As we enter the month of July and the beginning of the summer season, Connec-to-Talk wants to remind our families about the importance of swim safety for children with autism.
It is important to note that many individuals on the autism spectrum are naturally drawn to water, but may not be able to understand the dangers associated with it. While drowning is the number one cause of accidental death or injury from children ages one to 15 (Dellinger and Gilchrist 2017), research highlights the importance of introducing proper aquatic safety techniques to children to decrease the risk of accidental drowning. (Brenner et al, 2003). Because of this, we must emphasize that the leading cause of death among people with autism that wander is drowning. Therefore, teaching water safety skills to these individuals is of utmost importance. Check out our 8 step guide for water safety for autistic children
1) Teach Your Child The Importance Of Water Safety Early
One of the first steps you can take to ensure water safety is to emphasize the dangers at an early age. Setting boundaries, expressing the risks and reviewing rules for behavior around any body of water will minimize the risk of drowning. Specifically, for children with ASD, recommend speaking with their ABA therapist to understand and learn how to go about teaching the dangers.
Some examples may include utilizing visuals, telling social stories, and other strategies that your child’s ABA therapist might deem worthy of trying. The sooner your child is provided with this information, the better they will be able to understand the risks and practice safety swimming measures.
Teach children water safety in different bodies of water (e.g. pools, lakes, oceans)
- Lake and River Swimming Safety (https://www.redcross.org/get-help/how-to-prepare-for-emergencies/types-of-emergencies/water-safety/lake-river-safety.html)
- Water Safety with Swimmy: 10 Water Safety Rules Everyone Should Follow (https://www.amazon.com/Water-Safety-Swimmy-Everyone-Should/dp/1489707476)
2) Sign Them Up For Swim Lessons
It goes without saying that signing up individuals with autism spectrum disorder (ASD) for swimming lessons would help aid in having a safe summer. However, you must make sure that these swimming lessons are given in a fit environment for your child. Of course, an environment with limited distractions is ideal for children on the autism spectrum.
Additionally, children with autism perform well in a small or private class, with a small student to teacher ratio. Thus, we recommend having your child take safe and monitored lessons with a specialized instructor at a specialized facility that has a swim program tailored towards autistic children. This exposes them to the sensation of water in a reliable environment, while teaching them swimming skills and allowing them to enjoy the water in a safe manner.
Teach children to swim either on your own or through lessons in the community
- National Autism Association | Locations that offer Special Needs Swimming Instruction (https://nationalautismassociation.org/resources/autism-safety-facts/swimming-instructions)
- Adapted Aquatics Special Needs Swimming Lessons (Coastal Connecticut YMCA) (https://cccymca.org/blog/2011/09/21/adapted-aquatics-special-needs-swimming-lessons/)
3) Actively Pay Attention When Your Child Is In And Around The Water
It’s one thing to supervise children when at the pool or at the beach. However, in the general population, 9 out of 10 drowning deaths occur when a parent is supervising but not paying attention. If you have a pool, it is important to know when your child is in or out of the water.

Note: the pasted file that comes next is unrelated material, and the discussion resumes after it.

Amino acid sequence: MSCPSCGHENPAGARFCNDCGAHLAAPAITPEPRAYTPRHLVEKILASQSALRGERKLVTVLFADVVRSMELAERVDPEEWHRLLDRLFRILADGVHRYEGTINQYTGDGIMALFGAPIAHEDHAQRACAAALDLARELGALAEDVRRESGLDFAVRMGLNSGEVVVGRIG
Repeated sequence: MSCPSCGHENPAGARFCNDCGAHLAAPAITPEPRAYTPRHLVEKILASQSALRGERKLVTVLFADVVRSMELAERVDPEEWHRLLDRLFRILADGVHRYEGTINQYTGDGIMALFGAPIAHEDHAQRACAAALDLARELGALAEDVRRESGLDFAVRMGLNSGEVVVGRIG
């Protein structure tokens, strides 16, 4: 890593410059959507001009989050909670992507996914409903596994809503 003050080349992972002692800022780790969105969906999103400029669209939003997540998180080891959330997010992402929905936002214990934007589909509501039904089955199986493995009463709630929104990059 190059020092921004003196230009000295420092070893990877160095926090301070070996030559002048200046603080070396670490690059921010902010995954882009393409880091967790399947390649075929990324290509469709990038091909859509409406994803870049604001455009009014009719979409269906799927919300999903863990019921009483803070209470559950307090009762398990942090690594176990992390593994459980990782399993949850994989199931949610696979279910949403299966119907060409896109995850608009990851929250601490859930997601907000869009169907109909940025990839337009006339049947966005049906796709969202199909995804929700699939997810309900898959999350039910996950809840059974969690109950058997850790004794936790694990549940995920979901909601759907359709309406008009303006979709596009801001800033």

Assign a responsible adult to monitor children playing in the pool. Rotate after 15-20 minutes. This is to ensure that all adults are given an opportunity to watch the children and still enjoy pool activities themselves!
Actively watching your child swim and play in the pool is important for their safety and immensely reduces the risks of anything occurring. We recommend staying within arms reach of your child to ensure they stay safe in a swimming pool.
Additionally, make sure that you have safety precautions and rules instilled, such as “no going in the pool without an adult”. In case your child tends to wander regardless, have an alarm on the door to the outside, a pool motion sensor, and install a gate around your pool with a self closing hinge and latch. Plus, having approved flotation devices in and around the pool could help save your child from drowning.
If your neighbors have pools, or you are located near a large body of water, let those in your neighborhood be aware of your child’s tendency to wander with the neighbor alert letter. Overall, actively paying attention to when your child is near an open body of water can save their life.
Benefits of Swimming
Once safety is established, being in the water can be therapeutic for your child. It has been shown that swimming can improve one’s mood, confidence and self esteem. A study conducted by Pan and Frey (2006) describes participation in regular physical activity as beneficial for aiding in physical fitness, motor performance, behavior, and positive social outcomes for children with disabilities. Additionally, water provides an environment for enriched sensory play. A 2007 study by Tomcheck and Dunn demonstrated that water play, “provides consistent resistance, pressure, and temperature, which may moderate sensory arousal [which] may be valuable for meeting sensory needs while supporting healthy leisure engagement.” Encouraging your child to learn to swim will give them a greater sense of independence.
We hope that you take these safety tips into consideration. Swim safety is important for all children, and it must be taken seriously for a child with autism spectrum disorder (asd). Talk to your child’s ABA therapist about any questions or concerns you have for your child.
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